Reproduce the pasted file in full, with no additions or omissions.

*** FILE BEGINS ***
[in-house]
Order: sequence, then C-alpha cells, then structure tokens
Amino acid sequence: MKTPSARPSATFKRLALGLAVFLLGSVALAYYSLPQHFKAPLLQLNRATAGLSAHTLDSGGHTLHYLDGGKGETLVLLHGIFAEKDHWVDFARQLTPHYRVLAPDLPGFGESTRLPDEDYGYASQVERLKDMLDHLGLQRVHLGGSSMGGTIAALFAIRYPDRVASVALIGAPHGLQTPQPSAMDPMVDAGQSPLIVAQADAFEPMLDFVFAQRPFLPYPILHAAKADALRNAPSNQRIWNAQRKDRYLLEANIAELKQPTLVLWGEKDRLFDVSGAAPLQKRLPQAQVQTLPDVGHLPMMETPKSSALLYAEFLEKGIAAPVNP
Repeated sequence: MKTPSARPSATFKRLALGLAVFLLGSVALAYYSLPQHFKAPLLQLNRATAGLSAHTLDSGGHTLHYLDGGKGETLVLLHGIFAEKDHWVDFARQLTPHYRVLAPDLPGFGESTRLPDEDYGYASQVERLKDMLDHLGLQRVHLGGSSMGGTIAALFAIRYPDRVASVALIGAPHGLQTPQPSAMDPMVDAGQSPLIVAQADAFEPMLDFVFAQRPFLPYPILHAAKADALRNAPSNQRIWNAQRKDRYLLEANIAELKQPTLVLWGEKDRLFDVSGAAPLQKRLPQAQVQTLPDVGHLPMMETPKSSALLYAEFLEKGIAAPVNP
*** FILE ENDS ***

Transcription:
[in-house]
Order: sequence, then C-alpha cells, then structure tokens
Amino acid sequence: MKTPSARPSATFKRLALGLAVFLLGSVALAYYSLPQHFKAPLLQLNRATAGLSAHTLDSGGHTLHYLDGGKGETLVLLHGIFAEKDHWVDFARQLTPHYRVLAPDLPGFGESTRLPDEDYGYASQVERLKDMLDHLGLQRVHLGGSSMGGTIAALFAIRYPDRVASVALIGAPHGLQTPQPSAMDPMVDAGQSPLIVAQADAFEPMLDFVFAQRPFLPYPILHAAKADALRNAPSNQRIWNAQRKDRYLLEANIAELKQPTLVLWGEKDRLFDVSGAAPLQKRLPQAQVQTLPDVGHLPMMETPKSSALLYAEFLEKGIAAPVNP
Repeated sequence: MKTPSARPSATFKRLALGLAVFLLGSVALAYYSLPQHFKAPLLQLNRATAGLSAHTLDSGGHTLHYLDGGKGETLVLLHGIFAEKDHWVDFARQLTPHYRVLAPDLPGFGESTRLPDEDYGYASQVERLKDMLDHLGLQRVHLGGSSMGGTIAALFAIRYPDRVASVALIGAPHGLQTPQPSAMDPMVDAGQSPLIVAQADAFEPMLDFVFAQRPFLPYPILHAAKADALRNAPSNQRIWNAQRKDRYLLEANIAELKQPTLVLWGEKDRLFDVSGAAPLQKRLPQAQVQTLPDVGHLPMMETPKSSALLYAEFLEKGIAAPVNP